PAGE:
After Slow Start, U.N. Envoy Turns Feisty

By Marc Perelman

Published December 16, 2005, issue of December 16, 2005.

To most American Jewish groups, John Bolton is the stand-up guy they had long hoped to see confronting anti-Israel bias in America’s name at the United Nations.

To U.N. diplomats, the ambassador is living up to his reputation as a hard-nosed conservative whose contempt for the world body is becoming more visible by the day.

The diplomats cite Bolton’s tendency to lock horns with other member states and with the U.N. bureaucracy, such as his threat to block adoption of the annual U.N. budget unless comprehensive management reforms are implemented.

The Jewish groups see the same tendency, and hail him for it.

The admiration was on display last Sunday in New York at the annual dinner of the Zionist Organization of America, where Bolton was given a hero’s welcome.

Bolton gave as good as he got in his speech to the 1,000-plus dinner guests. He denounced the recent statement by Iran’s president, who has urged that Israel be “wiped off the map” or transferred to Europe. He also called for “unrelenting” pressure on Syria, which is currently under U.N. scrutiny for its apparent role in the assassination last February of former Lebanese Prime Minister Rafik Hariri.

The day after Bolton spoke, the U.N.’s lead investigator in the Hariri case, German prosecutor Detlev Mehlis, reported to the Security Council that new evidence has been found, providing further “probable cause” to conclude that senior Syrian and Lebanese officials plotted and carried out the killing of Hariri and 22 others in Beirut.

Bolton further elated the large crowd at the ZOA dinner with his blunt criticism of the anti-Israel bias pervading the U.N.

He pointed to the recent refusal by Algeria and Russia to let Syria and Palestinian Islamic Jihad be named in a Security Council statement condemning a December 5 suicide bombing in Netanya.

The United States ended up putting out its own statement, in what Bolton described as a new way of upholding standards of honesty.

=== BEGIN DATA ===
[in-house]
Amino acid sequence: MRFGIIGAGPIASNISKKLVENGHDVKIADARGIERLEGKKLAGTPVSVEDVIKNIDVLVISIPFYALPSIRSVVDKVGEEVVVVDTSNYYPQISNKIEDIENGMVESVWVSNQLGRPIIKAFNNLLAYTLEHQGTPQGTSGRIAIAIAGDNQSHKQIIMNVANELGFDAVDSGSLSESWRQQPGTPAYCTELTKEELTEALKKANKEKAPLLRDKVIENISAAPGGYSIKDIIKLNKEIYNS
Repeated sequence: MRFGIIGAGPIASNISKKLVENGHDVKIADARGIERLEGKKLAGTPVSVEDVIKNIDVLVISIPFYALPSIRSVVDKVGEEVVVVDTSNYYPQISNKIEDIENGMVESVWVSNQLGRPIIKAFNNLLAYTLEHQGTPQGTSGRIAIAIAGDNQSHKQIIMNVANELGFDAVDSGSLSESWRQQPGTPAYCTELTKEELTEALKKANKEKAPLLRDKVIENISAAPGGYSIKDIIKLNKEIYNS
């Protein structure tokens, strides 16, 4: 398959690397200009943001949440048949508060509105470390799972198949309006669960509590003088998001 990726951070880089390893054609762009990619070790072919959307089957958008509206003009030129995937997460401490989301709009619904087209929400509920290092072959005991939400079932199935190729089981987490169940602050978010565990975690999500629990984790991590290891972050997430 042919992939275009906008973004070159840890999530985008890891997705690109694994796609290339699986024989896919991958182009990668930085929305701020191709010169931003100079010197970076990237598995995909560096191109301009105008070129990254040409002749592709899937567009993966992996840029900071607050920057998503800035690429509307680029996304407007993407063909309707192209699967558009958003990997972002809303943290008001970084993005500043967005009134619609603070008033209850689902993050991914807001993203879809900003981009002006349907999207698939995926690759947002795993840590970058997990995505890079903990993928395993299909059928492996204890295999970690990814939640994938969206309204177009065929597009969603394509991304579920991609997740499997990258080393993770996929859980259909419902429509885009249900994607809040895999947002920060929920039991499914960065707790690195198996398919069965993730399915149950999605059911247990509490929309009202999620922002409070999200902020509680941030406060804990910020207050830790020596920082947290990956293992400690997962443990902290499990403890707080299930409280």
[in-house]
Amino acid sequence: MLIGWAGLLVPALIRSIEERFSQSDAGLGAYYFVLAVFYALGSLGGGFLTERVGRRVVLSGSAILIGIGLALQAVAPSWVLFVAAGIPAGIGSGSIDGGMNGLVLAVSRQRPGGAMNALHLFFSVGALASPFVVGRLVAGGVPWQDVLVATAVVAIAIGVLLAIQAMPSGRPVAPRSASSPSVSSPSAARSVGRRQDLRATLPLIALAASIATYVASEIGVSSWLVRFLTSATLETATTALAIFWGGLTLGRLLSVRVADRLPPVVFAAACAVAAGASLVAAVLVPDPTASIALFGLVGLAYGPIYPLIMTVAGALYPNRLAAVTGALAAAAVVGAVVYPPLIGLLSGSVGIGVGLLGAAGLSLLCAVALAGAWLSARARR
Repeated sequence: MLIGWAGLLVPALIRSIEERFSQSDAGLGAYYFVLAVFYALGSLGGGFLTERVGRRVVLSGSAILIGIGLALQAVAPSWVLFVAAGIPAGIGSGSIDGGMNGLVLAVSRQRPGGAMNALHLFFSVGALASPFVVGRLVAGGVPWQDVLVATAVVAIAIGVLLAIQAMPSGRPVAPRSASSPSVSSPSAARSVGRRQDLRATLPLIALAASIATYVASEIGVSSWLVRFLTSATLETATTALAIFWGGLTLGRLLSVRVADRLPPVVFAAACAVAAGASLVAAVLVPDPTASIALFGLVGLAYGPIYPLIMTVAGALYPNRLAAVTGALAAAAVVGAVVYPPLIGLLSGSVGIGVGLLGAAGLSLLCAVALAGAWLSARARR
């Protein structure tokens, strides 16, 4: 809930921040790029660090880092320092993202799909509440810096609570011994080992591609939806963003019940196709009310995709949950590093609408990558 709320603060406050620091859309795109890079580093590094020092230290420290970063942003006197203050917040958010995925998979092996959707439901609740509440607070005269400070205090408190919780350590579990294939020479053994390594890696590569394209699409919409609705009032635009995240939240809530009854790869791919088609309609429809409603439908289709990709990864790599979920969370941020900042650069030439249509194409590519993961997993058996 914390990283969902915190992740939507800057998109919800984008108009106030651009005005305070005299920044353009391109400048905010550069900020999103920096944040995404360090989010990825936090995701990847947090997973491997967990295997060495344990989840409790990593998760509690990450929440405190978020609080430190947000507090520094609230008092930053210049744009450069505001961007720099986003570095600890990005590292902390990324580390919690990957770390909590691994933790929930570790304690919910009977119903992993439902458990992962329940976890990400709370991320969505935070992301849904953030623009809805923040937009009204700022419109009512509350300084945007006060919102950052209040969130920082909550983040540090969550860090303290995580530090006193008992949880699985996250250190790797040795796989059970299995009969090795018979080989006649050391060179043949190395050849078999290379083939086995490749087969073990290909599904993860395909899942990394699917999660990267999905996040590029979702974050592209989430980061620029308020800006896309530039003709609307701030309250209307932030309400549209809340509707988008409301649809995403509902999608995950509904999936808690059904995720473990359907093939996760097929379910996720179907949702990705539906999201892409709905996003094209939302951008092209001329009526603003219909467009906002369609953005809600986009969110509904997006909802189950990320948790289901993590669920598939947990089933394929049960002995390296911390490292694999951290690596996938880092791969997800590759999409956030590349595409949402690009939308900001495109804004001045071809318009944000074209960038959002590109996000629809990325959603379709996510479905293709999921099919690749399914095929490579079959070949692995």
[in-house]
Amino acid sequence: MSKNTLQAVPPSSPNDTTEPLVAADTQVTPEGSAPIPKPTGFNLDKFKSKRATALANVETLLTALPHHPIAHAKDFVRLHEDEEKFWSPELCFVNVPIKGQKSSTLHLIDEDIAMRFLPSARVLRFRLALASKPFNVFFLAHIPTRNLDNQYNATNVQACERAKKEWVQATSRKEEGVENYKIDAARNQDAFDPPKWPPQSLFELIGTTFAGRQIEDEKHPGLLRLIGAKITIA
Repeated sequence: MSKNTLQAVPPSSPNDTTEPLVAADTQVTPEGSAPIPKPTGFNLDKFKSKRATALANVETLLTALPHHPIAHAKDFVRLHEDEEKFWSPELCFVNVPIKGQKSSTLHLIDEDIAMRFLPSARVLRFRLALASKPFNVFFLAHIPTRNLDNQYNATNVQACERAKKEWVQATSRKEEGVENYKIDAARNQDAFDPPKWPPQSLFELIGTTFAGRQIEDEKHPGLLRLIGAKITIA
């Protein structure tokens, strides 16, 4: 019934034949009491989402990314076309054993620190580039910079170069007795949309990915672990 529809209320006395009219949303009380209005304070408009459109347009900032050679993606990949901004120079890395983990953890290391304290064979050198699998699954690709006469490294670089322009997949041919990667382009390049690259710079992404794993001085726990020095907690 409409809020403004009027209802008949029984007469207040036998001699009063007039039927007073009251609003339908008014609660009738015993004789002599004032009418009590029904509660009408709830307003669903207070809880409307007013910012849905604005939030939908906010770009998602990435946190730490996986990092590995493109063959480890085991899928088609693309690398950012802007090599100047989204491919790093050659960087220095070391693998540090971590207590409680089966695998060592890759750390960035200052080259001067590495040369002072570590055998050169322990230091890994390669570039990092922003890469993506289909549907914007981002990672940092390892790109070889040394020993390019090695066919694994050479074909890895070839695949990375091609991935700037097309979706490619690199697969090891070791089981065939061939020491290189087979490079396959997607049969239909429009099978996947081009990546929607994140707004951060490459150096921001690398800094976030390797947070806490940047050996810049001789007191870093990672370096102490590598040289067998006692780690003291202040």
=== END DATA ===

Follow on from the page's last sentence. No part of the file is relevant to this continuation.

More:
Pointing to deep-seated biases in the U.N. system, Bolton recalled the November 29 celebration at U.N. headquarters of the annual International Day of Solidarity with the Palestinian People, which marks the date in 1947 that the General Assembly voted to partition Palestine into Jewish and Arab states. Pictures from this year’s event show Secretary General Kofi Annan and other top U.N. officials standing in front of a Middle East map on which Israel does not appear. The pictures were posted on a Web site run by conservative scholar Anne Bayefsky.

“We need to use this as an example of fundamental flaws in the system,” Bolton said. “We’re going to find out if this was paid from the regular budget and who was the highest official responsible for approving this map… This is what we call management reform.”

U.N. spokesman Stephane Dujarric said the map was not an official U.N. map and that Annan found it regrettable that it was displayed in the room during his speech.

Edward Mortimer, an Annan aide, said the map had been used since 1978 and is paid for by the regular budget. He added that it would be hard to imagine the secretary general attending the ceremony next year if the same map was on display, especially in light of the Iranian president’s recent comments about wiping Israel off the map.

The decision, however, rests with the event’s organizers, the Committee on the Exercise of the Inalienable Rights of the Palestinian People, one of several entities set up by the General Assembly in the 1970s to support the Palestinian cause, which Israel and the United States would like to abolish or at least defund.

The others are the Special Committee to Investigate Israeli Practices Affecting the Human Rights of the Palestinian People and the Division of Palestinian Rights within the Secretariat. Annan has pledged to review mandates older than five years, but his efforts have been stymied by developing countries that see it as a American-engineered ploy to eliminate pro-Palestinian activities at the U.N.

Many observers speculated that Bolton, named to his post by President Bush in a recess appointment after an inconclusive Senate confirmation battle, would be kept under tight control by Secretary of State Condoleezza Rice at a time when she is trying to rebuild alliances. In recent weeks, however, Bolton has become more outspoken, fueling speculation that he is winning new support in the White House and on Capitol Hill.

He regularly reminds audiences that Washington pays 22% of the U.N. budget and should therefore expect better accountability and transparency.

One observer who requested anonymity expressed the belief that the budget standoff should be seen in the light of the underlying disagreement between the U.N. and Washington on Iraq and Bolton’s conviction that the world body wants the United States to fail there.



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